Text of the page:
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Friday, 24 February 2012

Sherlock Holmes and The Voice of Terror (1943)

DVD really does justice to old black and white movies and Sherlock Holmes and the Voice of Terror, available both as a single disc and as part of a box set, has been remastered to provide crystal clear black and white images and punchy sound. This was the third time that Basil Rathbone and Nigel Bruce had been paired as Holmes and Watson but was actually the first in the Universal Pictures Holmes series. The previous two movies had been made by Fox and were set in the late Victorian era, while the Universal series brought Holmes into the current day in order to fight the Nazi menace as well as provide a moral boosting speech during the close of the movie, which had movie audiences of the day applauding from their seats.

"Germany broadcasting. Germany broadcasting. People of Britain, greetings from the Third Reich. This is the voice you have learned to fear. This is the Voice of Terror. Again, we bring you disaster: crushing, humiliating disaster. It is folly to stand against the mighty wrath of the Fuhrer... "

Much of the criticism of this Holmes series centres on the fact that Nigel Bruce played Watson as a bumbling fool, but in all fairness Bruce's portrayal is the perfect counterpoint to Rathbone's intense Sherlock Holmes. The chemistry between the two is remarkable and each manages to compliment the other. True there are moments when Watson's only purpose seems to be to provide comic relief but all the same the pairing of Rathbone and Bruce is one of cinema's great double acts. For many people Rathbone and Bruce are Holmes and Watson.

The movie made during the early days of the second world war involves a Lord Haw Haw like traitor who is broadcasting from Germany to the UK, who is working with a group of saboteurs who are striking deep in the British mainland. Holmes is brought into the case by the British government and right away we are aware there is a traitor within the war department, but we are fed a red herring meal so that the character we thought was the traitor is completely innocent, and it is he we least expect who turns out to actually be the fifth column.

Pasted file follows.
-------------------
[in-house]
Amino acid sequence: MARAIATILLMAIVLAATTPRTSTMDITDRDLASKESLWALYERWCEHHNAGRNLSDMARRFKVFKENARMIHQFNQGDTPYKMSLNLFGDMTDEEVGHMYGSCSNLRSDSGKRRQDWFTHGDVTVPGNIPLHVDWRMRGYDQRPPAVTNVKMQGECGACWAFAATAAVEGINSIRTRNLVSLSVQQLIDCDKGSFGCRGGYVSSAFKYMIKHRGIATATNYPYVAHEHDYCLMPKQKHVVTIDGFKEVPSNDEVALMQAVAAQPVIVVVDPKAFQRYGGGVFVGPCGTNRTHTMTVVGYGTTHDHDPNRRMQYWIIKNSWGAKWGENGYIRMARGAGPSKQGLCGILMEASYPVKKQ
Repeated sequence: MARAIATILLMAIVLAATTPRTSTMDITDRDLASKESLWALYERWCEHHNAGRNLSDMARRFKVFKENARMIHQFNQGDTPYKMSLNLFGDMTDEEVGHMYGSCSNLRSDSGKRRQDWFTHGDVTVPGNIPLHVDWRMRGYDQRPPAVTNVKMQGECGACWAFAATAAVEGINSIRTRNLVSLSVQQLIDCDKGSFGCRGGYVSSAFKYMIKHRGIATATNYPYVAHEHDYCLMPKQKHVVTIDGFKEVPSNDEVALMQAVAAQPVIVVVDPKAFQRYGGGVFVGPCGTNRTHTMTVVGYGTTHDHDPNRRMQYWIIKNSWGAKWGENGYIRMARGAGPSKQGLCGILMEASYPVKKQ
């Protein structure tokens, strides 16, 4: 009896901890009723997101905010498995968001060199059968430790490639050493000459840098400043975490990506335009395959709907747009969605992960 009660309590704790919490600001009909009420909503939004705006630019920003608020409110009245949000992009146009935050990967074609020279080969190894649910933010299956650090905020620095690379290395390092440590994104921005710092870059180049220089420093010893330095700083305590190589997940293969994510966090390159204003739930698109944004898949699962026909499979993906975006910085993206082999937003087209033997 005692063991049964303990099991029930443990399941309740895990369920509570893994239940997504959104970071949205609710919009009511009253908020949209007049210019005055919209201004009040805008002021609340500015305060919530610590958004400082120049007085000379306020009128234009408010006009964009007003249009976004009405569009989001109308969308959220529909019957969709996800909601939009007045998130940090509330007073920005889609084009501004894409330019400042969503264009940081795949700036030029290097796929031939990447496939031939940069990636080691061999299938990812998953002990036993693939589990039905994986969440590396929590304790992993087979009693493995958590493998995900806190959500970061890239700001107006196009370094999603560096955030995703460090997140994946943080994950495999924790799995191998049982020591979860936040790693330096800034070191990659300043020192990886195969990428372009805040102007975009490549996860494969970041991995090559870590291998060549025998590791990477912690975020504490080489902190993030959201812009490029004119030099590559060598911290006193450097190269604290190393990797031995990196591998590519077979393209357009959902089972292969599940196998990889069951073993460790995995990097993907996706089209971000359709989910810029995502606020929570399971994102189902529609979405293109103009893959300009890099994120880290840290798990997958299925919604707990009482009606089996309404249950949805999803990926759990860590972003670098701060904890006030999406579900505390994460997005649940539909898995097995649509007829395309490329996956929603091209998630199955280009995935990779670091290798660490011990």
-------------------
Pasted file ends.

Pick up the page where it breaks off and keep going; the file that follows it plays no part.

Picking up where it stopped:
I'm far from a Sherlock Holmes expert but I have read all of the canon, and it was Rathbone and Bruce who first got me interested in the characters. When I was growing up the movies were regularly shown on BBC2 early in the evening and watching these led me to seek out the original stories, so I was always have a place in my heart for this particular Holmes and Watson.

Voice of Terror is a great film and even although it was produced in the fashion of a B movie it looks superb with effective photography and an almost noirish atmosphere. And despite the changes to the Watson character, Rathbone and Bruce rank among the truly great celluloid  versions of Sherlock Holmes and Dr Watson.


Arun said...

I have a great liking for Rathbone's Holmes. His physical resemblance to Holmes, combined with his baritone and mischievous eyes makes him a near perfect Holmes...

It is quite unfortunate that his Holmes is paired up with this particular version of Watson.

While it can be argued that Watson being such a fool makes Holmes look that much smarter and of course both of them share an excellent on-screen chemistry, I cannot help wondering that had Bruce’s Watson had been in tune with the canon, Rathbone-Bruce would have been the Definitive version !

Gary Dobbs/Jack Martin said...

I think that Bruce's Watson, while not faithful to the character Doyle wrote, is a part of the reason that Rathbone shone so well in the role. The comedy was of its time and I can watch these two all day long. Though I must of course concur that the Watson of the written word was nothing like this version. I do however love this team.

I agree that Rathbone, like Jeremy Brett, had the physical look of all the Strand illustrations and for all the liberties taken with Doyle's work, he will always remain among the top screen Holmes.

You're last point is an interesting one to ponder, and I think you are correct and that if Bruce's Watson was more like Doyle's the these two may have been the definitive screen versions. Bruce's Watson's often feels like a foolish uncle to Holmes' wayward genius.

All the same - I love these two

Gary Dobbs/Jack Martin said...

Buddy2 - I think we are playing the game, that is treating Holmes as if he were real. And it's great fun to do so but on a purely entertainment basis Rathbone and Bruce were excellent. You know a little story which is nothing to do with this thread but I find it amusing - I was in the Sherlock Holmes museum in Baker Street a few years ago and they have an actor there dressed up like Holmes. Everything about him is authentic but when I was there, his mobile rang and he pulled it out from his cape - spoiled the illusion I can tell you.

Arun said...


I agree with you about modern gadgets not working well with our conception of Sherlock Holmes.

Like you, I have always associated Victorian era (with fog lit streets, horse-driven carriages et al)with Sherlock Holmes.

That is one reason I am unable to reconcile the latest incarnation of Sherlock (Benedict Cumberbatch) with all the texting, blogging and what not!

Speaking of the Sherlock Holmes museum, it is my long time dream to visit the same. I have read that the picture of Vasily Livanov is the biggest in a room that has pictures of the various actors portraying Sherlock Holmes. As a long time fan of Livanov, I hope this is true.Can you please confirm this..


Gary dobbs said...

I must say I think the nbc's new Sherlock is a triumph- I initially didn't like the idea of a moderr setting but it works so well. Sorry about the typos- using my phone. Gary